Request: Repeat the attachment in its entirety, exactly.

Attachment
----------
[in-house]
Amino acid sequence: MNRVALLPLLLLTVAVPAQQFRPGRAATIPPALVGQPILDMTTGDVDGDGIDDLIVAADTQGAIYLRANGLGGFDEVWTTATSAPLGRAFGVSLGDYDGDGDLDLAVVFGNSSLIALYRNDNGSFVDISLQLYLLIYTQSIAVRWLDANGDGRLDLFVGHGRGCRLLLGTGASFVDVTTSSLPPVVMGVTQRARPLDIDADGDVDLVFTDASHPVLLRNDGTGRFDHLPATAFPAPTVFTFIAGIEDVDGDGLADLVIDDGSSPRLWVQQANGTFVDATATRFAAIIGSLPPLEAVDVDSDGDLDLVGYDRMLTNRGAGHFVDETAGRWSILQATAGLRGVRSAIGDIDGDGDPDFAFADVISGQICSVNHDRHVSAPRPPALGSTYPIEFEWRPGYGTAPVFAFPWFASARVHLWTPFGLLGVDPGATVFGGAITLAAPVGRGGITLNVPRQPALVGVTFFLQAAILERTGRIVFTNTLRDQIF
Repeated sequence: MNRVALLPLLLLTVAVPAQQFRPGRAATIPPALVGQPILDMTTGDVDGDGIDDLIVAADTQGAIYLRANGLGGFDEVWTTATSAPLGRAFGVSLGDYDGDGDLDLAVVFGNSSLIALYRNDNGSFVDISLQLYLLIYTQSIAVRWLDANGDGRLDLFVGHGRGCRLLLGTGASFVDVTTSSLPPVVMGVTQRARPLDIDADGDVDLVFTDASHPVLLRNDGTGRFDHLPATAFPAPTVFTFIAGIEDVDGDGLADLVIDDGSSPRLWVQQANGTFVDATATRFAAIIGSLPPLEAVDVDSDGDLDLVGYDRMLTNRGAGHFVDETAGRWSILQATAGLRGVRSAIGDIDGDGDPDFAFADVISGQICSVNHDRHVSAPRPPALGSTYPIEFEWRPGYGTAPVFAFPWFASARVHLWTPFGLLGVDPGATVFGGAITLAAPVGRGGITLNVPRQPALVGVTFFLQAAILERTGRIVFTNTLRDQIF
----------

[in-house]
Amino acid sequence: MNRVALLPLLLLTVAVPAQQFRPGRAATIPPALVGQPILDMTTGDVDGDGIDDLIVAADTQGAIYLRANGLGGFDEVWTTATSAPLGRAFGVSLGDYDGDGDLDLAVVFGNSSLIALYRNDNGSFVDISLQLYLLIYTQSIAVRWLDANGDGRLDLFVGHGRGCRLLLGTGASFVDVTTSSLPPVVMGVTQRARPLDIDADGDVDLVFTDASHPVLLRNDGTGRFDHLPATAFPAPTVFTFIAGIEDVDGDGLADLVIDDGSSPRLWVQQANGTFVDATATRFAAIIGSLPPLEAVDVDSDGDLDLVGYDRMLTNRGAGHFVDETAGRWSILQATAGLRGVRSAIGDIDGDGDPDFAFADVISGQICSVNHDRHVSAPRPPALGSTYPIEFEWRPGYGTAPVFAFPWFASARVHLWTPFGLLGVDPGATVFGGAITLAAPVGRGGITLNVPRQPALVGVTFFLQAAILERTGRIVFTNTLRDQIF
Repeated sequence: MNRVALLPLLLLTVAVPAQQFRPGRAATIPPALVGQPILDMTTGDVDGDGIDDLIVAADTQGAIYLRANGLGGFDEVWTTATSAPLGRAFGVSLGDYDGDGDLDLAVVFGNSSLIALYRNDNGSFVDISLQLYLLIYTQSIAVRWLDANGDGRLDLFVGHGRGCRLLLGTGASFVDVTTSSLPPVVMGVTQRARPLDIDADGDVDLVFTDASHPVLLRNDGTGRFDHLPATAFPAPTVFTFIAGIEDVDGDGLADLVIDDGSSPRLWVQQANGTFVDATATRFAAIIGSLPPLEAVDVDSDGDLDLVGYDRMLTNRGAGHFVDETAGRWSILQATAGLRGVRSAIGDIDGDGDPDFAFADVISGQICSVNHDRHVSAPRPPALGSTYPIEFEWRPGYGTAPVFAFPWFASARVHLWTPFGLLGVDPGATVFGGAITLAAPVGRGGITLNVPRQPALVGVTFFLQAAILERTGRIVFTNTLRDQIF